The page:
Higher 24-hour resin-dentin bond strengths are created when ethanol is used to replace water during wet bonding. This in vitro study examined if ethanol-wet-bonding can increase the durability of resin-dentin bonds over longer times. Five increasingly hydrophilic experimental resin blends were bonded to acid-etched dentin saturated with water or ethanol. Following composite build-ups, the teeth were reduced into beams for 24-hour microtensile bond strength evaluation, and for water-aging at 37°C for 3, 6, or 12 months before additional bond strength measurements. Although most bonds made to water-saturated dentin did not change over time, those made to ethanol-saturated dentin exhibited higher bond strengths, and none of them fell over time. Decreased collagen fibrillar diameter and increased interfibrillar spacing were seen in hybrid layers created with ethanol-wet-bonding. Increases in bond strength and durability in ethanol-wet-bonding may be due to higher resin uptake and better resin sealing of the collagen matrix, thereby minimizing endogenous collagenolytic activities.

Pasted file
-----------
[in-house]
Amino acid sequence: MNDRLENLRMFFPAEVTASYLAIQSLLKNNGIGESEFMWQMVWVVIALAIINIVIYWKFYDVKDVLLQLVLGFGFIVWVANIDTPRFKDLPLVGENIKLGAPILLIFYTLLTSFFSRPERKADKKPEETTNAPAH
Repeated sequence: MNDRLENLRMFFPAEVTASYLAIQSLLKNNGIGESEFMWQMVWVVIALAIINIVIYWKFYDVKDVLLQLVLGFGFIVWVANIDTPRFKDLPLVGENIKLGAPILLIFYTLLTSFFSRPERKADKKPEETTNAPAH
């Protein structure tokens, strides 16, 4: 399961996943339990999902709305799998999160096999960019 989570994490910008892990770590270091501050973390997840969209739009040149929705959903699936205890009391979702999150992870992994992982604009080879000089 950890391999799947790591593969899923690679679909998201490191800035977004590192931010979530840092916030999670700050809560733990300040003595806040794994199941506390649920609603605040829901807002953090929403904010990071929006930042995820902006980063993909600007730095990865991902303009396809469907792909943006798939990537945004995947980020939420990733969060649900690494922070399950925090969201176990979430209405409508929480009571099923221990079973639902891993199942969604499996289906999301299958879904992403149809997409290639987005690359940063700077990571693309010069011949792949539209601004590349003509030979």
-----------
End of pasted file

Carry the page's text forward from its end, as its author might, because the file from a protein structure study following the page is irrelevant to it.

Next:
|Number of pages||6|
|Journal||Journal of dental research|
|Publication status||Published - 2009|
- Dentin bonding
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